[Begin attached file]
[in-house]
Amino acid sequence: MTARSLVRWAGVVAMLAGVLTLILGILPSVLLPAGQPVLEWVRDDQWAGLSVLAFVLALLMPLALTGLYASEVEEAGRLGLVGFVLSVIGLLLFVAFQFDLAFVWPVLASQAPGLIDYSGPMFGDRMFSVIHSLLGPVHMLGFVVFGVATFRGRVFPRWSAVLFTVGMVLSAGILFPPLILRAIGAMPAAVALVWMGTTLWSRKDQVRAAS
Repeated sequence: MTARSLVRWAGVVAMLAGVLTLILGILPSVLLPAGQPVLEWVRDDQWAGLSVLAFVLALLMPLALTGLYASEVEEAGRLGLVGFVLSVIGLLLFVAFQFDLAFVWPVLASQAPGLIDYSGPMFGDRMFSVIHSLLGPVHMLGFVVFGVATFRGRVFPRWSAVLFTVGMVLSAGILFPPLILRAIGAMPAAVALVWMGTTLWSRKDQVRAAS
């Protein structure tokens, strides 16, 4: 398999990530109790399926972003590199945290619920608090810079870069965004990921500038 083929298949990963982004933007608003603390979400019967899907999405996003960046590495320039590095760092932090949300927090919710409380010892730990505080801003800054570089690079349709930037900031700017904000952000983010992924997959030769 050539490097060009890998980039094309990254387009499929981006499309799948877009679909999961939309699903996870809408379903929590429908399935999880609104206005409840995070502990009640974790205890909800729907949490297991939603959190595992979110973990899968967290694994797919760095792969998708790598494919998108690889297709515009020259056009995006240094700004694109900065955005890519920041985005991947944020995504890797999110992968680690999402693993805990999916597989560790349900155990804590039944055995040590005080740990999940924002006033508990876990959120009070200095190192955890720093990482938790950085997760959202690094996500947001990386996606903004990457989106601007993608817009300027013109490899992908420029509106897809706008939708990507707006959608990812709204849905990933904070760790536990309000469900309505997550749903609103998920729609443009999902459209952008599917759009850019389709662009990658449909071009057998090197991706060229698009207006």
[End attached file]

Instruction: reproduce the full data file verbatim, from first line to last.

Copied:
[in-house]
Amino acid sequence: MTARSLVRWAGVVAMLAGVLTLILGILPSVLLPAGQPVLEWVRDDQWAGLSVLAFVLALLMPLALTGLYASEVEEAGRLGLVGFVLSVIGLLLFVAFQFDLAFVWPVLASQAPGLIDYSGPMFGDRMFSVIHSLLGPVHMLGFVVFGVATFRGRVFPRWSAVLFTVGMVLSAGILFPPLILRAIGAMPAAVALVWMGTTLWSRKDQVRAAS
Repeated sequence: MTARSLVRWAGVVAMLAGVLTLILGILPSVLLPAGQPVLEWVRDDQWAGLSVLAFVLALLMPLALTGLYASEVEEAGRLGLVGFVLSVIGLLLFVAFQFDLAFVWPVLASQAPGLIDYSGPMFGDRMFSVIHSLLGPVHMLGFVVFGVATFRGRVFPRWSAVLFTVGMVLSAGILFPPLILRAIGAMPAAVALVWMGTTLWSRKDQVRAAS
């Protein structure tokens, strides 16, 4: 398999990530109790399926972003590199945290619920608090810079870069965004990921500038 083929298949990963982004933007608003603390979400019967899907999405996003960046590495320039590095760092932090949300927090919710409380010892730990505080801003800054570089690079349709930037900031700017904000952000983010992924997959030769 050539490097060009890998980039094309990254387009499929981006499309799948877009679909999961939309699903996870809408379903929590429908399935999880609104206005409840995070502990009640974790205890909800729907949490297991939603959190595992979110973990899968967290694994797919760095792969998708790598494919998108690889297709515009020259056009995006240094700004694109900065955005890519920041985005991947944020995504890797999110992968680690999402693993805990999916597989560790349900155990804590039944055995040590005080740990999940924002006033508990876990959120009070200095190192955890720093990482938790950085997760959202690094996500947001990386996606903004990457989106601007993608817009300027013109490899992908420029509106897809706008939708990507707006959608990812709204849905990933904070760790536990309000469900309505997550749903609103998920729609443009999902459209952008599917759009850019389709662009990658449909071009057998090197991706060229698009207006």